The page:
A Story from a Photo

Often when I’m researching using the archives, I’ll look for what I need, then I’ll look at all the other pages. The Western Australian Police Gazette at the State Library of Western Australia is one such fascinating resource. While most of it consists of text, there are also photos: people recently discharged from prison, unidentified deceased people, and occasionally missing people. It was the latter category that immediately caught my attention many months ago. In front of me was a photo of a young man, wearing a hat, crouched, with his hands resting on two dogs. His infectious smile expressed joy and happiness. Yet, in late January 1930, he went missing from his farm at Mollerin. What was his story?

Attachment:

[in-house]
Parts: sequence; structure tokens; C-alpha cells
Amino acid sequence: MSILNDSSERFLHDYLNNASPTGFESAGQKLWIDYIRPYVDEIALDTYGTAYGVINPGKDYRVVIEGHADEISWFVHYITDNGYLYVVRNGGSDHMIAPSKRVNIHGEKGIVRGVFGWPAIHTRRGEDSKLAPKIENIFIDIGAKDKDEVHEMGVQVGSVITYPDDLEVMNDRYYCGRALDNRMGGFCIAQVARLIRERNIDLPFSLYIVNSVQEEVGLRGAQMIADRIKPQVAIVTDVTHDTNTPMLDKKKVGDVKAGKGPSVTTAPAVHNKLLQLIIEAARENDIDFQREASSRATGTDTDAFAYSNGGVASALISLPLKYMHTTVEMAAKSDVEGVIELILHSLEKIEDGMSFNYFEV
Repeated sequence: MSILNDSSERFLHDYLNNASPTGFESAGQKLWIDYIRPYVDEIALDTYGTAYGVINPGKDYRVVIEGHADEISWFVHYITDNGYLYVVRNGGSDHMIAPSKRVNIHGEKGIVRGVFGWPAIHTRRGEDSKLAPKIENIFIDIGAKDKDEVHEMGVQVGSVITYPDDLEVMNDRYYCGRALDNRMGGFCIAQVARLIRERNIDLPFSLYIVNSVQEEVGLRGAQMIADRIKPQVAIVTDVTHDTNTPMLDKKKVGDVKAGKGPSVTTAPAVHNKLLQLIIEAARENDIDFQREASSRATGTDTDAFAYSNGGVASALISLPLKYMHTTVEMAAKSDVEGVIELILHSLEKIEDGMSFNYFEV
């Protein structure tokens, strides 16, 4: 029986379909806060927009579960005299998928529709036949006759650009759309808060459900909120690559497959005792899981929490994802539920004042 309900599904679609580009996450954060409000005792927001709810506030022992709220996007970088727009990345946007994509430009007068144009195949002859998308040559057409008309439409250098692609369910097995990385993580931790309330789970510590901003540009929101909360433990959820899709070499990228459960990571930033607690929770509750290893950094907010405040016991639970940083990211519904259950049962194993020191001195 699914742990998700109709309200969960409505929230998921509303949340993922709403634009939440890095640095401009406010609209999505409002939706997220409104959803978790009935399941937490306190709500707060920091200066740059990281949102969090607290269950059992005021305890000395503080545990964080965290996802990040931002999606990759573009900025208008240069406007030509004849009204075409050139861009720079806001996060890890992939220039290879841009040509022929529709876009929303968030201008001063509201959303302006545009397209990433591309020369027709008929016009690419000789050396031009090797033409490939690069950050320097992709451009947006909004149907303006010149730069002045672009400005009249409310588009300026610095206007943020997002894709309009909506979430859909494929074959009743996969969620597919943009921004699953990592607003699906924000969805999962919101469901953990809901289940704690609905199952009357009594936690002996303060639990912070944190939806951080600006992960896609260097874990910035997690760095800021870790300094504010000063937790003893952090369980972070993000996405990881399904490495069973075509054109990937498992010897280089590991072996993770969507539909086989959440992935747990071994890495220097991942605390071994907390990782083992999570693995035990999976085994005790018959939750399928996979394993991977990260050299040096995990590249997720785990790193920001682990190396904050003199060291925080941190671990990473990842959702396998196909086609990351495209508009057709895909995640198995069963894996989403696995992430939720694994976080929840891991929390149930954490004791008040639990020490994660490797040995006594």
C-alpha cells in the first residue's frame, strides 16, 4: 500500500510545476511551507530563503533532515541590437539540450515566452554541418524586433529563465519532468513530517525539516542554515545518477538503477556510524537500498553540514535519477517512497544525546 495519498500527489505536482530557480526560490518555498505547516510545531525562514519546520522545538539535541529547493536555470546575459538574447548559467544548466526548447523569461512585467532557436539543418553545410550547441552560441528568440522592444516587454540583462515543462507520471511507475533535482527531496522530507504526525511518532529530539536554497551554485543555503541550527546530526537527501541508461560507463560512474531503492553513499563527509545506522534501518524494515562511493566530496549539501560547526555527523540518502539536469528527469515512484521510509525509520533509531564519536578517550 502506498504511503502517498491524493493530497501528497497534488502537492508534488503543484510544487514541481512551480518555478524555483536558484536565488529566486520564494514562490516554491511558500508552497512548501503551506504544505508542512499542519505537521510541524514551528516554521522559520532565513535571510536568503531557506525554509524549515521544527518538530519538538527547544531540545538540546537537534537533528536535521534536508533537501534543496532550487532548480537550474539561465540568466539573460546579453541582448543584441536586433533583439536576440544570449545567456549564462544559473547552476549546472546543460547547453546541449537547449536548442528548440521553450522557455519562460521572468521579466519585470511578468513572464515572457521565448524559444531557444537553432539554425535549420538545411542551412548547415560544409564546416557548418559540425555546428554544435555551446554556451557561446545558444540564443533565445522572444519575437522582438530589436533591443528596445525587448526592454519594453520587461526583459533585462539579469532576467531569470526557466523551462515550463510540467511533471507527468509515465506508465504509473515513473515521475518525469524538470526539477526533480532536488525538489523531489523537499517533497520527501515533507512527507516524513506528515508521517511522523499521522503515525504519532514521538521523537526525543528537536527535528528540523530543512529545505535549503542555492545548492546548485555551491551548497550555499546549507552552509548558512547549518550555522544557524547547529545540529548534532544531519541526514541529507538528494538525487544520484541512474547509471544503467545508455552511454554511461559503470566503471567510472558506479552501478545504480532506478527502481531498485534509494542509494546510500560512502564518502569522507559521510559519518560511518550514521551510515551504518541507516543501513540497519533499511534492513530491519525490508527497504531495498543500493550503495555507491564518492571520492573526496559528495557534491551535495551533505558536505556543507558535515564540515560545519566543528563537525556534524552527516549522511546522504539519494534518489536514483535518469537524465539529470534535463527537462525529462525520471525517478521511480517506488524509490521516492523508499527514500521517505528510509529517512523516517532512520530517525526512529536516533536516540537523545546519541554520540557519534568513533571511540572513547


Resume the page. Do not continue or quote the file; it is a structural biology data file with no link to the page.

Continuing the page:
Frederick James Grainger was born in England in about 1899. In 1924, he immigrated to Western Australia and soon found work at Lake Brown as a clearer. By 1926, he bought a farm and moved to Mollerin. The property, 36 miles north of Koorda, was cleared and improved throughout the years.

At 10 am, on the 27 January 1930, Michael Costello and David Small visited Frederick at his home. He was nowhere to be found. He had not slept in his bed, he had left food and water for his dog, and his waterbag was hanging in the usual place. The fact that his truck was in the shed meant that he could not have gone far. Judging by how they found the property, Michael and David assumed he had just gone out.

Days passed before people realised that Frederick was not home at all. On 3 February, a report was made to Constable Leonard Potter of the Wyalkatchem Police Station. He investigated but found nothing untoward.

Initially, police assumed that Frederick walked off the land. That, however, seemed unlikely. They found his wallet, photos, papers, and his suitcase. His banking documents were in the house, and it was known he had recently sold some wheat. The next theory was that he could have had an accident.